He didn't show much before his head was rattled last season, but Bay hasn't been showing post-concussion symptoms for months. Citi Field can be a bane, especially for righty pull hitters. Bay excelled in that fashion at Fenway Park but fell flat in his first Queens season.
Have some faith, though. David Wright adjusted in his second year at Citi Field; maybe Bay needs more time, as well. The Canadian slugged much better at home than on the road last year. It's hard to give up completely on a cheap outfielder that drove in 100-plus runs in four of the five years prior to 2010. Even if his homer total doesn't reach 30, you're still netting a solid price for a high-upside bat. His fly-ball frequency puts a rebound to 20 dingers well within range; his track record keeps a bigger total in play. -Heaney
At 29, a player receives his first full-time major league exposure. His playing time is largely the result of a long-term injury to a teammate. The player hits .290 and double-digit homers as well as steals 37 bases. This performance is obviously a fluke.
Or is it? Pagan is a .285 hitter. He displayed flashes of this same skill set (touch of power, good bit of speed, contact rates above the mid-80s and a high line-drive rate) when he was trying to break through with the Chicago Cubs. Injuries and illness derailed his career. In 2009, he was finally at full strength and once again demonstrated this ability.
Now in a full-time role, Pagan is excelling at what he does best. His job is secure. The lineup around him can only get better; its cornerstones finally have a positive (at least more than it used to be) health outlook.
Reel in the stolen base total just a bit. Project a realistic (.280?) batting average. Place that profile in the sixth spot or (better yet) the two-hole on the Mets, the club that drafted him in the fourth round in 1999. Sounds like a winner of a pickup. -Minnix
"I want him to show me again," you might say. We're not asking you to pay for a career year but instead to recognize the value that Torres carries. Plus, how much are you even paying for his best numbers? Others are writing off the 33-year-old as it is. It isn't like you're spending a fifth-rounder on him.
His power-and-steals combo deserves your focus. His wheels aren't falling off; Torres is by taking his medication for ADHD. His long, odd route to the bigs means he still has something to offer - maybe a slightly normalized version of 2010, which would still be solid. His BB/K in the bigs has steadily improved, and he relished his PT opportunity.
It's not an ideal lineup, but he'll stay at the top. When filling your mixed outfield, that shouldn't be taken lightly. -Heaney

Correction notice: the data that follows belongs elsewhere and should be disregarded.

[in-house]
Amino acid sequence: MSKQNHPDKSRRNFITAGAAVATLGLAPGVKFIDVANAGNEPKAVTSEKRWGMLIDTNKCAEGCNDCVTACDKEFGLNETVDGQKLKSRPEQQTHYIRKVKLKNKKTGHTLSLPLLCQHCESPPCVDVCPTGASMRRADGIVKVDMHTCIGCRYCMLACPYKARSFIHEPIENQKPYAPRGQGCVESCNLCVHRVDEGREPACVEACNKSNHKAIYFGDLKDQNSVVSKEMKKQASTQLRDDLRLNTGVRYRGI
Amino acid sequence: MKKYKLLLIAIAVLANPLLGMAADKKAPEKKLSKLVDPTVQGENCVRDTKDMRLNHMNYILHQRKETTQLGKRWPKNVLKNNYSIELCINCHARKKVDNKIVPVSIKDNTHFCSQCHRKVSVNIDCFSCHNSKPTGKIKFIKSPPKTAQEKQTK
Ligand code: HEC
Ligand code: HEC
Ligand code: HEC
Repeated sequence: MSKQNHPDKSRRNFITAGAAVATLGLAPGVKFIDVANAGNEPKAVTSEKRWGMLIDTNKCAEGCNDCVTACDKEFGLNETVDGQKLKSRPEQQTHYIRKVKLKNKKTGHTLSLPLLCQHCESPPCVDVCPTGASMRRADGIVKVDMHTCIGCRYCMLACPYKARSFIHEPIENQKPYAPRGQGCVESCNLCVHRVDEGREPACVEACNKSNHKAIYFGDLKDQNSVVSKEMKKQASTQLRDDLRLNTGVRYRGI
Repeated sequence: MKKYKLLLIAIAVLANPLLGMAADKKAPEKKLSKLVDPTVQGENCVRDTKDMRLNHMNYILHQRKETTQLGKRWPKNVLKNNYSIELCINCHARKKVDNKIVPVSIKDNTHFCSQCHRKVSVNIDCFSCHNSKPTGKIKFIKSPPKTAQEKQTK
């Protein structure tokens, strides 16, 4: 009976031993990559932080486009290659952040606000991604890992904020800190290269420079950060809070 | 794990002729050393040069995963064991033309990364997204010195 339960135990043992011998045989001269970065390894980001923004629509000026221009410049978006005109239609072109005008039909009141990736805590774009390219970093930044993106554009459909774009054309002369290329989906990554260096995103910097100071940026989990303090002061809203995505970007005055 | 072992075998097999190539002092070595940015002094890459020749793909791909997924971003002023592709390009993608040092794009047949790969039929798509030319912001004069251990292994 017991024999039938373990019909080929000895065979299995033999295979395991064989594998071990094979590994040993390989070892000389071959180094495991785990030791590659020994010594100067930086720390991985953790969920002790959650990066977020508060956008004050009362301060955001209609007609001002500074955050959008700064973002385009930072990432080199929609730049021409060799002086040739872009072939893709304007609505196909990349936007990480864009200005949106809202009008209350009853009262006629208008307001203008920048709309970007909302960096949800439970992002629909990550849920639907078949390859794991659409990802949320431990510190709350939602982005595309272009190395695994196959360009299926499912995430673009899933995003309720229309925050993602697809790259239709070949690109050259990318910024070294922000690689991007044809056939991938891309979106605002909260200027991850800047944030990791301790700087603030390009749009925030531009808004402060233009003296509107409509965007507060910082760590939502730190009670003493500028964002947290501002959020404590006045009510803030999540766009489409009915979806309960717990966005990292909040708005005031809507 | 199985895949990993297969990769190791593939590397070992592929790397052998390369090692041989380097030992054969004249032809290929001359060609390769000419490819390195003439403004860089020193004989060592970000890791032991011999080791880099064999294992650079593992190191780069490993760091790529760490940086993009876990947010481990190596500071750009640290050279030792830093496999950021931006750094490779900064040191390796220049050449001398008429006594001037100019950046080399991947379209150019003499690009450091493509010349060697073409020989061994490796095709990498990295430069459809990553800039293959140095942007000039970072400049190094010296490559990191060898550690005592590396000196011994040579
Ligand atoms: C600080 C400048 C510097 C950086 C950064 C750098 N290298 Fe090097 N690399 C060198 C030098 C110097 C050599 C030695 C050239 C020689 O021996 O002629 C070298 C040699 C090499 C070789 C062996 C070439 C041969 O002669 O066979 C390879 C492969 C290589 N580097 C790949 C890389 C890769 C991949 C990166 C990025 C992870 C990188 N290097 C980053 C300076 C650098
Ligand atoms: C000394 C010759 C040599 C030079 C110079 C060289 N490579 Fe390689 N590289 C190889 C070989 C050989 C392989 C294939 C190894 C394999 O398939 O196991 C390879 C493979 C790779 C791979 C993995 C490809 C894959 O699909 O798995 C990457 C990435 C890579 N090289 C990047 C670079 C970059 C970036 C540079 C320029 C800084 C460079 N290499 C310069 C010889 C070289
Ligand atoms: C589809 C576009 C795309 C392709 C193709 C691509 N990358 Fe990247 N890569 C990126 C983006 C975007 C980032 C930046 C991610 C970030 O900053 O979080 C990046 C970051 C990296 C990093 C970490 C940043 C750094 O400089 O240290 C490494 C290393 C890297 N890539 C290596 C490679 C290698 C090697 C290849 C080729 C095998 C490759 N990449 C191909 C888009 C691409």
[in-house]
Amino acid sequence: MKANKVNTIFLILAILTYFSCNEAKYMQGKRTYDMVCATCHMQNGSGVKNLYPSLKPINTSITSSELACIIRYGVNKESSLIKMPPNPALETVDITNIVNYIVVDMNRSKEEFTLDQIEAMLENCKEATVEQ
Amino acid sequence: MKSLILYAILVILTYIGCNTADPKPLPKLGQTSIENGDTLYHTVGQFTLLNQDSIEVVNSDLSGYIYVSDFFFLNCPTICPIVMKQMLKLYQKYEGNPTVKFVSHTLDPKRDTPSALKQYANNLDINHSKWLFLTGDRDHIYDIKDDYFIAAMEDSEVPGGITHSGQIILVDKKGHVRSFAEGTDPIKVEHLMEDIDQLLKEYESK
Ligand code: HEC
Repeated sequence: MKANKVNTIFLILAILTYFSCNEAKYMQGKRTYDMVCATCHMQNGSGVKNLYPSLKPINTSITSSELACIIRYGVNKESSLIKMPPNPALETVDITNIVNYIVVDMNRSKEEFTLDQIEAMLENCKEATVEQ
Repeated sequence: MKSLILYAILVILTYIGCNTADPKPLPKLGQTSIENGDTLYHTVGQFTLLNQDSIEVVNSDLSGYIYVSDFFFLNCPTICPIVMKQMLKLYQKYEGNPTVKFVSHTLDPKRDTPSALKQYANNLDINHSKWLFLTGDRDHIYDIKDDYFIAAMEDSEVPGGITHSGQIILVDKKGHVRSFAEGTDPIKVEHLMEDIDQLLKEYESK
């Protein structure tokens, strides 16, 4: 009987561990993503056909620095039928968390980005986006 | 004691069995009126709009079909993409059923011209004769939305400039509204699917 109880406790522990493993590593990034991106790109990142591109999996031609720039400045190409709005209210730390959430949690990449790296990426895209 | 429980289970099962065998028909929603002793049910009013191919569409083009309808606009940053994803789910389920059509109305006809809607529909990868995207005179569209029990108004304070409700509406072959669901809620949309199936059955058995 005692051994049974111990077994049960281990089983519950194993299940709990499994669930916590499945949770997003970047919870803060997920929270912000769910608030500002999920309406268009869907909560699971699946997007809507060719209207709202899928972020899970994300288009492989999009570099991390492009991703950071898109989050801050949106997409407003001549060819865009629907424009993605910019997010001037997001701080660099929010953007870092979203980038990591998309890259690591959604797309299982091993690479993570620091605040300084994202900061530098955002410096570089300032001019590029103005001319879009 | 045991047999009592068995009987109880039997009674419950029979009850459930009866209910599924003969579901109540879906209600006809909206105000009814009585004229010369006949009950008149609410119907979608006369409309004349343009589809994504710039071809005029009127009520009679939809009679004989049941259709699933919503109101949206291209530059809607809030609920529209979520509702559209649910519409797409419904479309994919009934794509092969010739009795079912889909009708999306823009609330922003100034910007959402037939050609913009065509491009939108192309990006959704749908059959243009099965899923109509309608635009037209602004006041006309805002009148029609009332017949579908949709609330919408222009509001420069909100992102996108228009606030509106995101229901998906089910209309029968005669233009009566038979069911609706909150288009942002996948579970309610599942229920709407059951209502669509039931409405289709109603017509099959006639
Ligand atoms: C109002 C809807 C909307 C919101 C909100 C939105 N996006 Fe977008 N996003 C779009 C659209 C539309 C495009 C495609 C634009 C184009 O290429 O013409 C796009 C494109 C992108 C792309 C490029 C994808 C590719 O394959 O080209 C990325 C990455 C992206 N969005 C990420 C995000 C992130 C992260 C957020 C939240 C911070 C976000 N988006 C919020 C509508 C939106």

After landing in Arizona, Hudson took the NL by storm: 1.69 ERA, 70 K's and 16 walks (!) in 79 2/3 innings. Maybe the DH-to-P switch in opposing lineups helped that much? Fly balls are a concern, though. That ERA and his low HR/FB prove fortune was involved, and there will be some correction at Chase Field, but the promise his control showed on the farm paid off. For what it's worth, he limited homers throughout the minors.
His fastball and dominance rate are better plays on the Senior Circuit. Don't let his ballpark scare you away. There are skills here that could fall to No. 4 mixed SP range on draft day and perform as a No. 2 during the season. -Heaney
A right-hander with four quality pitches steadily rises through the Rockies' system. He's rough around the edges, but he impresses in limited MLB innings. He matures before the staff's eyes and embraces a momentous role while the club makes its usual post-break run at the postseason.
Sound kind of like Ubaldo Jimenez's story? He and Chacin aren't exactly alike. The former has a mid-90s zinger and walks more than his fair share; the latter sports low-90s heat but has historically been more efficient with bases on balls.
Chacin, 23, made a habit of sub-3.00 BB/9s and grounder rates of 60-plus percent in his first couple of farm seasons. Colorado may have pushed him a little too quickly. A mild decline in walks per nine and moderate rise in ground-ball coaxing - as a full-time starter - in the season's final two months bode well. He went 4-3 with a 2.13 ERA, 1.22 WHIP and 49 K's in 55 frames during that stretch.
The former top-notch prospect's 2010 ending is due for some correction, but it grabbed your attention, didn't it? After last year's demotion, a mature-beyond-his-years Chacin stepped up. The next one is? -Minnix
Plenty of risk lurks behind the bed curtain of a pitcher who recently underwent Tommy John surgery. One who exhibited sincere problems with his command heightens it. This right-hander has a 4.68 BB/9 lifetime, with 5.80 and 5.03 marks in the past two seasons.
Instead of marveling at Volquez's perseverance and ability, however, we get hung up on the devastating effects of those free passes. Like, on his recent ERA marks of ... 4.35 and 4.31? He was 17-6 with a 3.21 ERA, a 1.33 WHIP and 206 strikeouts in 2008. He walked 4.27 hitters per nine, which didn't exactly lead to his downfall. His sheer ability to dominate (8.69 K/9, .249 BAA career) in other areas of the game allowed for that success.